Galactorrhea is the secretion of breast milk in men, or in women who are not breastfeeding an infant. Lactation, or the production of breast milk, is a normal condition occurring in women after delivery of a baby. Many women who have had children may even be able to express a small amount of breast milk from the nipple up to two years after childbirth.
Galactorrhea, or hyperlactation, however, is a rare condition that can occur in both men and women, where a white or grayish fluid is secreted by the nipples of both breasts. While this condition is not serious in itself, galactorrhea can indicate more serious conditions, including hormone imbalances or the presence of tumors.
Galactorrhea is associated with a number of conditions. The normal production of breast milk is controlled by a hormone called prolactin, which is secreted by the pituitary gland in the brain. Any condition that upsets the balance of hormones in the blood or the production of hormones by the pituitary gland or sexual organs can stimulate the production of prolactin. Often, a patient with galactorrhea will have a high level of prolactin in the blood. A tumor in the pituitary gland can cause this overproduction of prolactin. At least 30% of women with galactorrhea, menstrual abnormalities, and high prolactin levels have a pituitary gland tumor. Other types of brain tumors, head injuries, or encephalitis (an infection of the brain) can also cause galactorrhea.
Tumors or growths in the ovaries or other reproductive organs in women, or in the testicles or related sexual organs of men, can also stimulate the production of prolactin. Any discharge of fluid from the breast after a woman has passed menopause may indicate breast cancer. However, most often the discharge associated with breast cancer will be from one breast only. In galactorrhea both breasts are usually involved. The presence of blood in the fluid discharged from the breast could indicate a benign growth in the breast tissue itself. In approximately 10–15% of patients with blood in the fluid, carcinoma of the breast tissue is present.
A number of medications and drugs can also cause galactorrhea as a side-effect. Hormonal therapies (like oral contraceptives), drugs for treatment of depression or other psychiatric conditions, tranquilizers, morphine, heroin, and some medications for high blood pressure can cause galactorrhea. Several normal physiologic situations can cause production of breast milk. Nipple stimulation in men or women during sexual intercourse may induce lactation, for women particularly during or just after pregnancy. Even after extensive testing, no specific cause can be determined for some patients with galactorrhea.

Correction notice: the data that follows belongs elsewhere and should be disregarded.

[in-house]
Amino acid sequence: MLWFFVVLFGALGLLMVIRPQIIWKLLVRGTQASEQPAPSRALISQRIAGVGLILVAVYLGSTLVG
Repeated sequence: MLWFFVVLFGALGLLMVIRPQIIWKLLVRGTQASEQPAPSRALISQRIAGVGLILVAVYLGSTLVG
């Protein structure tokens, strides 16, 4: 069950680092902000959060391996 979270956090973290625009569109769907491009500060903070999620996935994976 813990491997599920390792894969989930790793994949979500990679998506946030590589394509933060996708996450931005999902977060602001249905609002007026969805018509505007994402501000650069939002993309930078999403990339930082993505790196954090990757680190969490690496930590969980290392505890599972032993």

Although breast milk production may be the only symptom of a prolactinoma, many women also stop menstruating (amenorrhea) or have less frequent menstrual periods. Women with prolactinomas often develop hot flashes and vaginal dryness, which causes discomfort with sexual intercourse, because of low estrogen levels. About two thirds of men with prolactinomas lose interest in sex (reduced libido) and have erectile dysfunction (impotence). A high prolactin level can cause infertility in both men and women. When a prolactinoma is large, it may press on the nerves of the brain that are located just above the pituitary gland, causing the person to have headaches or to become blind in specific visual fields.
Galactorrhea is generally considered a symptom which may indicate a more serious problem. Collection of a thorough medical history, including pregnancies, surgeries, and consumption of drugs and medications is a first step in diagnosing the cause of galactorrhea. A physical examination, along with a breast examination, will usually be conducted. Blood and urine samples may be taken to determine levels of various hormones in the body, including prolactin and compounds related to thyroid function.
A mammogram (an x ray of the breast) or an ultrasound scan (using high frequency sound waves) might be used to determine if there are any tumors or cysts present in the breasts themselves. If a tumor of the pituitary gland is suspected, a series of computer assisted x rays called a magnetic resonance imaging (MRI) scan to locate tumors or abnormalities in tissues.
Treatment for galactorrhea will depend on the cause of the condition and the symptoms. The drug bromocriptine is often prescribed first to reduce the secretion of prolactin and to decrease the size of pituitary tumors. This drug will control galactorrhea symptoms and in many cases may be the only therapy necessary. Oral estrogen and progestins (hormone pills, like birth control pills) may control symptoms of galactorrhea for some women. Surgery to remove a tumor may be required for patients who have more serious symptoms of headache and vision loss, or if the tumor shows signs of enlargement despite drug treatment. Radiation therapy has also been used to reduce tumor size when surgery is not possible or not totally successful. A combination of drug, surgery, and radiation treatment can also be used.
Galactorrhea is more of a nuisance than a real threat to health. While it is important to find the cause of the condition, even if a tumor is discovered in the pituitary gland, it may not require treatment. With very small, slow-growing tumors, some physicians may suggest a "wait and see" approach.